2015 is off to a fast start, so, before it gets TOO late, here are some strategies from the experts on how to declutter your finances in 2015:
Buy a shredder. “There is no reason to hang on to old utility bill stubs, credit card and bank statements, and the like,” says Eric Meermann, a financial advisor with Palisades Hudson Financial Group in Scarsdale, NY. “These days, most service providers have online access to these statements.” A cross-cut shredder is most secure, but even a shredder that cuts documents into strips will do the trick. Figure out what to keep and what to toss here.
Pay down debt. Consider: For every loan in your life, you receive statements and must make payments and factor those payments into your finances. The fewer debts you have, the fewer payments you must make each month. “Last year, I eliminated my $40,000 student loan debt at the age of 24 and became debt free except for my house,” says Michelle Schroeder of MakingSenseOfCents.com. “This way I had one less large expense to pay for, one less bill to not look forward to each month, and one less bill payment to schedule.”
Pay bills immediately. If you receive a bill and set it aside to pay later, you are just adding extra steps to the process. Open bills while you sit next to your computer, and pay them online or via check right then. If your budget makes it difficult to pay all bills directly, many sites allow you to schedule your payment for a later date.
Automate savings. “I’ve automated my savings so that I pay myself first and keep money earmarked for disposable spending in its own account,” says Hilary Hendershott, a financial planner and founder of Hilary Hendershott Financial in San Jose, CA. Take advantage of your company’s [401(k)] plan to save for retirement, and have money automatically transferred to a savings account or your Roth IRA (or both) on paydays.
Set up automatic bill pay. “Use a bank or credit union that has an online bill payment system and set up as many automatic payments as you can for known recurring expenses, such as car payments, insurance premiums, your mortgage, and loans,” says Darin Hayes, a financial advisor at D.A. Davidson & Co. in Coeur d’Alene, ID. Similarly, have annual and semi-annual policies such as car, home and life insurance auto-renew.
Consolidate accounts. Do you have old 401(k)s and IRAs languishing at different companies? That means multiple statements and the mental bandwidth of trying to keep track of it all. “Combine multiple IRAs and old employer retirement accounts into a single IRA,” says Christina Povenmire, a financial planner in Columbus, OH. Bonus: Rolling old [401(k)] money into [an IRA] generally results in lower fees and better investment options.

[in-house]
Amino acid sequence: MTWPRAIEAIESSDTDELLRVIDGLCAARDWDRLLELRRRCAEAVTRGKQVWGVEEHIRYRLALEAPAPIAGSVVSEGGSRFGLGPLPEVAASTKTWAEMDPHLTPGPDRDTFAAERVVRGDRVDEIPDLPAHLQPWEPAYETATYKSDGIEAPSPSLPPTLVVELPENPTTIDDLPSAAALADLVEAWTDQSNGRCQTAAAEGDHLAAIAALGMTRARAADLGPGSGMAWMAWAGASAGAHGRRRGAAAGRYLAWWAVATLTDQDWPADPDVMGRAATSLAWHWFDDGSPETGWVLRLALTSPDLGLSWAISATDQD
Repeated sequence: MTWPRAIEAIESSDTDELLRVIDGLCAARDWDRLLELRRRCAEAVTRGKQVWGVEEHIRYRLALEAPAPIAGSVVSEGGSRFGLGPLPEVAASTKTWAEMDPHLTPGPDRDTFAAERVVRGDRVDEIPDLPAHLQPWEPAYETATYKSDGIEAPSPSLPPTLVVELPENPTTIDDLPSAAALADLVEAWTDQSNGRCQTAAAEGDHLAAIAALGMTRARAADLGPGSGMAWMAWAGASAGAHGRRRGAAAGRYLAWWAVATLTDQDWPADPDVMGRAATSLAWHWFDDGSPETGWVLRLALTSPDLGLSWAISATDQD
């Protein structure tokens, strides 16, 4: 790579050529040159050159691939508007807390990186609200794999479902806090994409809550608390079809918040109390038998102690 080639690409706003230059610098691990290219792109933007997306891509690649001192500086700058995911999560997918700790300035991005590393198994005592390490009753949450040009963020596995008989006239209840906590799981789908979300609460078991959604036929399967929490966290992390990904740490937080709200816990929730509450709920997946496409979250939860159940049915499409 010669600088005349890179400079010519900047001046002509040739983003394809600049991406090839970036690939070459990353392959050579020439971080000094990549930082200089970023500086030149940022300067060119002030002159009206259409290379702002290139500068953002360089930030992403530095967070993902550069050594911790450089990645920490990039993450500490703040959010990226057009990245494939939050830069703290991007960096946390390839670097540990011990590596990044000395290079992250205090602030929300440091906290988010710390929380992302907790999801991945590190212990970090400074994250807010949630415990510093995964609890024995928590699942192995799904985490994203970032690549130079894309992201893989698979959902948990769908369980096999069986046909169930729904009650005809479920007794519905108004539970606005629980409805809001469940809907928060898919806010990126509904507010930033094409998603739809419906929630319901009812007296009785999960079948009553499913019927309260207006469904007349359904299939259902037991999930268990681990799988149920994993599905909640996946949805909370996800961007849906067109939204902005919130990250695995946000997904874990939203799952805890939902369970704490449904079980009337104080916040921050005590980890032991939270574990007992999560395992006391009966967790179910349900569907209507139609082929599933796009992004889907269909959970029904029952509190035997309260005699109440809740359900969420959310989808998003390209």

Ditch paper receipts. Try an app such as One Receipt to take pictures of your receipts and organize them digitally. Then trash the originals. “It really cuts down on the clutter,” says Lauren Bowling, a personal finance blogger at L Bee and the Money Tree. Another idea: Create an email account solely for keeping track of business expenses. “Every receipt is scanned and sent to the email address as well as all online bills and receipts,” says Leisa Peterson, a financial advisor in Truckee, CA and founder of the Wealth Clinic.
In fact, ditch all paper. Unless you need an original for tax purposes, there’s no need to keep paper versions of your files. Consider a tool such as the NeatDesk or NeatReceipts scanner to make this happen. “I’m a huge believer in scanning everything in,” says Roger Pine, a financial advisor in College Station, TX. “Your files will take up zero physical space, it’s fire and break-in proof, and it’s a faster search for a document you’re looking for.”
Organize online statements. Use a service such as FileThis.com, which will download and file your online statements from up to 30 financial institutions every month. (Cost: $0 to $5 a month, depending on how many statements you want to collect.) “I love having all my statements just show up in Dropbox without ever having to go to each site to get them,” says Colin Drake, a financial advisor and life coach at Drake Wealth Management in Sausalito, CA. “Hard copies are always available on my computer.”
Outsource. “If you have a complicated tax return, hire a CPA,” says Thomas Scanlon, a CPA and financial advisor with Borgida & Company in Manchester, CT. “If you have investable assets, hire a financial advisor on a fee basis. Time is a valuable resource. Hire the right folks to work with you.”
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